Roughly 11 years after Mozilla released Phoenix, the browser that quickly became renamed to Firefox, this software community gave its popular web browser received a major aesthetic overhaul.

Firefox’s new UI, Australis, was released as part of Firefox 29 last week. It is sleeker and cleaner with a more graphical interface and less bulk. This brings the browser in line with Google Chrome’s minimal design, which puts the focus on the site itself — as well as syncing content — and less on its container.

Back in 2004, when the first version Firefox became available as a stable release, it started a glacial but important movement away from Microsoft’s stagnant Internet Explorer. By the end of 2005, Firefox accounted for roughly 24% of browser usage, a distant second to the 69% of usage that IE saw. Today, Firefox still sits modestly around 25% but deserves a good deal of credit for causing IE’s decrease in usage, which is now at 9%.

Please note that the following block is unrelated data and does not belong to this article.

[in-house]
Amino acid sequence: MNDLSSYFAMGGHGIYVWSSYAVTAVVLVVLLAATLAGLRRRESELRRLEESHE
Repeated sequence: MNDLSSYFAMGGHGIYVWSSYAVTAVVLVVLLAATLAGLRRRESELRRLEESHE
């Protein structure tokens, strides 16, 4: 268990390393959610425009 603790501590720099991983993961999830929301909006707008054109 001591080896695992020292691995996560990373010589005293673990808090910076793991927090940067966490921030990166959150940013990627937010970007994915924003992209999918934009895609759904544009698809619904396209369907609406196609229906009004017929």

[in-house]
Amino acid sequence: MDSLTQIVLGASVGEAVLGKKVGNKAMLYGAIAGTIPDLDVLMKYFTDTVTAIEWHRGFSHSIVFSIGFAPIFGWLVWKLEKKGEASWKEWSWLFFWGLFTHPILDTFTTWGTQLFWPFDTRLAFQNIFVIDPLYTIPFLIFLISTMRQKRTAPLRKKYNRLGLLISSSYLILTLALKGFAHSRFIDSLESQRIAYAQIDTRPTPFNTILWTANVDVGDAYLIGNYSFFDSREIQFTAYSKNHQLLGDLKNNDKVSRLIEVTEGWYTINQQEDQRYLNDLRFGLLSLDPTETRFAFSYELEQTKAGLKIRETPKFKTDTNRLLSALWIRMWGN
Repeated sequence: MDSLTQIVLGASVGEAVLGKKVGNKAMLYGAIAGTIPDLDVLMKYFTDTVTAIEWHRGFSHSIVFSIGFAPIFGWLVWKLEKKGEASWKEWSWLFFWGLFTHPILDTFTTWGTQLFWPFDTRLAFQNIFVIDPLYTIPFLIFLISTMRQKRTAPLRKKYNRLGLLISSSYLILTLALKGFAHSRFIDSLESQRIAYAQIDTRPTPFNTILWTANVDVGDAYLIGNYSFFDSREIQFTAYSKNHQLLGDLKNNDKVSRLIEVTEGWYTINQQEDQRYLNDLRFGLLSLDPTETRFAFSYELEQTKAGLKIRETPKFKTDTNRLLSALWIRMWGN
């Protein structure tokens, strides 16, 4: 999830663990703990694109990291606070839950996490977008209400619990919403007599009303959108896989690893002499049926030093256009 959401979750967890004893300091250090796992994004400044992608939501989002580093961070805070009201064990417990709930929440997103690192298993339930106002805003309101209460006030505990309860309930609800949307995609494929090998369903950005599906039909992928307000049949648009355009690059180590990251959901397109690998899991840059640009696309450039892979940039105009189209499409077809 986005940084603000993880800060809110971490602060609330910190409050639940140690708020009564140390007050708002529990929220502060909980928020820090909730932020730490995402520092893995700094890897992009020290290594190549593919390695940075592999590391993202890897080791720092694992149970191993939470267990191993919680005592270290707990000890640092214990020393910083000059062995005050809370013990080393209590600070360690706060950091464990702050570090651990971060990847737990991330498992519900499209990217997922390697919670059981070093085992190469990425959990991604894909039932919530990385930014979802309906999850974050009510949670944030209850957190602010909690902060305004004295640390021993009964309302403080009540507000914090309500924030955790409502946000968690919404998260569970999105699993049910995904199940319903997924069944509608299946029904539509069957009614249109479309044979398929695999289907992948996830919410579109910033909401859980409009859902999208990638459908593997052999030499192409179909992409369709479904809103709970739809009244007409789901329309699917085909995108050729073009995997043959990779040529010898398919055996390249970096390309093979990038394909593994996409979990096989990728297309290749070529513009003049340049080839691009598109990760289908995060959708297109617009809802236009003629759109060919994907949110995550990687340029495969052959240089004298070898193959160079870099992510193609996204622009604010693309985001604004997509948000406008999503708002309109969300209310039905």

Chrome currently owns a majority of the market share, at around 58%. It is hard not to speculate that the Australis design is an attempt to steal some of those users from Google.

In recent years, Firefox has suffered from memory leaks that caused the browser to run slowly and possibly even freeze. Mozilla has gone a long way towards plugging those leaks and speeding up the browser in the process.

After a few days of usage, most of which was for web development and testing, Firefox 29 appears to be just as fast as Chrome 34.

Although some further testing may be necessary, our initial reaction is that it is worth upgrading to Firefox 29 or giving it a second look if you are a defector.